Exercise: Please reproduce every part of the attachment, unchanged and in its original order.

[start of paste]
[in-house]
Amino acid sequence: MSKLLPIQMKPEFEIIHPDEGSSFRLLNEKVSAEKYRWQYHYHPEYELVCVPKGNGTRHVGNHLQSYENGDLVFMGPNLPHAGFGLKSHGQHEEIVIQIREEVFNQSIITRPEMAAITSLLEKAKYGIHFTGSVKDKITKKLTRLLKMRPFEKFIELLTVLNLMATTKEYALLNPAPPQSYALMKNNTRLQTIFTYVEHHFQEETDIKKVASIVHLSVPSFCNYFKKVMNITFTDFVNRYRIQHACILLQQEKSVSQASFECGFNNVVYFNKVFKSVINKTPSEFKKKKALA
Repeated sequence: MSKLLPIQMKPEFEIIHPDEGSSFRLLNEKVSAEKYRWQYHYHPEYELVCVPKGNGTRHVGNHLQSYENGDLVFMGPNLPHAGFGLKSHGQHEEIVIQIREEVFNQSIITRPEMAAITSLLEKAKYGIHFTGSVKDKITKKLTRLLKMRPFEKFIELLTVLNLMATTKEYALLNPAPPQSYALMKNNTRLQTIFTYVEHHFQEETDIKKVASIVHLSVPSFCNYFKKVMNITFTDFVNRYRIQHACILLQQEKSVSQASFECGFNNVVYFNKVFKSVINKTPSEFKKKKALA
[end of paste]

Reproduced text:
[in-house]
Amino acid sequence: MSKLLPIQMKPEFEIIHPDEGSSFRLLNEKVSAEKYRWQYHYHPEYELVCVPKGNGTRHVGNHLQSYENGDLVFMGPNLPHAGFGLKSHGQHEEIVIQIREEVFNQSIITRPEMAAITSLLEKAKYGIHFTGSVKDKITKKLTRLLKMRPFEKFIELLTVLNLMATTKEYALLNPAPPQSYALMKNNTRLQTIFTYVEHHFQEETDIKKVASIVHLSVPSFCNYFKKVMNITFTDFVNRYRIQHACILLQQEKSVSQASFECGFNNVVYFNKVFKSVINKTPSEFKKKKALA
Repeated sequence: MSKLLPIQMKPEFEIIHPDEGSSFRLLNEKVSAEKYRWQYHYHPEYELVCVPKGNGTRHVGNHLQSYENGDLVFMGPNLPHAGFGLKSHGQHEEIVIQIREEVFNQSIITRPEMAAITSLLEKAKYGIHFTGSVKDKITKKLTRLLKMRPFEKFIELLTVLNLMATTKEYALLNPAPPQSYALMKNNTRLQTIFTYVEHHFQEETDIKKVASIVHLSVPSFCNYFKKVMNITFTDFVNRYRIQHACILLQQEKSVSQASFECGFNNVVYFNKVFKSVINKTPSEFKKKKALA